LAST RIDE is a measured work whose sole propulsive element is a savage performance by Weaving, who character wants so desperately to be a good father that he allows his son to essentially take over and make the decisions for them even if it means him getting captured (obviously, that's not his first choice). Weaving is so invested in this man's struggle that you simply can't take his eyes off him, and you're in a constant state of anxiety about what's going to happen to and between them. LAST RIDE is a film loaded with tension, even at moments I don't think it's meant to be there. Weaving just drags it along with him wherever he goes, and it elevates the film beyond simply telling a story to a place where every scene is fraught with emotional weight.

And I haven't even mentioned how unconventionally gorgeous the movie looks (the director of photography is Greig Fraser, whose exceptional work can be seen in SNOW WHITE AND THE HUNTSMAN). In its own small way, LAST RIDE is perfect and flawed in the most interesting and unnerving ways, and that's why it rattled me into loving it.

The statistics alone should be enough to keep any woman considering a career in the military to think about another line of work. The one that was most disturbing to me was that a woman in the U.S. military is more likely to be raped by a male soldier than shot by an enemy combatant. What's perhaps even more shocking is example after example of how these women are treated by the investigators and chain of command after the incident(s) in question. This and so much more is the subject of director Kirby (SICK, THIS FILM IS NOT YET RATED, OUTRAGE) Dick's latest documentary INVISIBLE WAR, a film that is guaranteed to make you angrier than you've ever been in your life.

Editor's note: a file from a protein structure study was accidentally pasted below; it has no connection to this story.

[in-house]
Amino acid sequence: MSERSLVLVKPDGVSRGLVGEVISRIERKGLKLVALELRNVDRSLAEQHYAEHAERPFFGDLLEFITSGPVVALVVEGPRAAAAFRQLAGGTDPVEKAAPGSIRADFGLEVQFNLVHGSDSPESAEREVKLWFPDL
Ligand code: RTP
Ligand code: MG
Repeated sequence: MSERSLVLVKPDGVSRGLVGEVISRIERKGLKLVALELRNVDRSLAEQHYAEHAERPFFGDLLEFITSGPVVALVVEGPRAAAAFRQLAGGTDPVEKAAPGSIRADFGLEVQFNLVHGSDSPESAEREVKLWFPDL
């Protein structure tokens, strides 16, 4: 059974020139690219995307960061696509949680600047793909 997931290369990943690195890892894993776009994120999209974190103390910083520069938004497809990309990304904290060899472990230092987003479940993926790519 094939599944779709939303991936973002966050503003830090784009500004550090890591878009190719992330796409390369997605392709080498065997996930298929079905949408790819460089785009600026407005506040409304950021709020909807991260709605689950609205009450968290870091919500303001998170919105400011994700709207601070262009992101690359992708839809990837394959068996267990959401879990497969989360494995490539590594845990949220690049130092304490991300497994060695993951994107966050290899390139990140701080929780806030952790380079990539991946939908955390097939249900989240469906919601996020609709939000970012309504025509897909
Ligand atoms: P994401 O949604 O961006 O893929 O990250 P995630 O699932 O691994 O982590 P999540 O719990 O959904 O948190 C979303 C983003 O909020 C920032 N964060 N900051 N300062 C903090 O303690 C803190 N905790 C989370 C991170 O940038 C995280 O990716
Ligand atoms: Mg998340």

And as horrifying as the statistics may be (16,150 service members sexually assaulted in 2009), the thing that drives this unacceptable epidemic home is the testimony that Dick has compiled, most of which spares no detail or emotionally wrenching moment in the telling. The subjects break our hearts one after another, but the rage emerges when they describe the kind of organized coverup that results in nearly all attackers going free and unpunished. At the time of these incidents, there was no system of justice in place that took the decisions about what cases were investigated and brought to trial out of the hands of people who had a stake in the outcome. Many of the women were accused of adultery (because the rapist was married, not the victim), fraternizing with a superior officer, or conduct unbecoming.

An Audience Award Winner at Sundance this year, INVISIBLE WAR is exactly the kind of public embarrassment required for changes to happen (and they already have since Sundance), but when we see one young former soldier with permanent jaw injury (courtesy of her attacker) get refused medical treatment coverage from the military because she wasn't in service long enough to qualify, that shows us how far things still need to change. As much as I'm sure many of you will avoid this film with every fiber of your being, you owe it to yourself to take a good hard look at this movie. If you're going to support the troops, make certain you support these troops as well.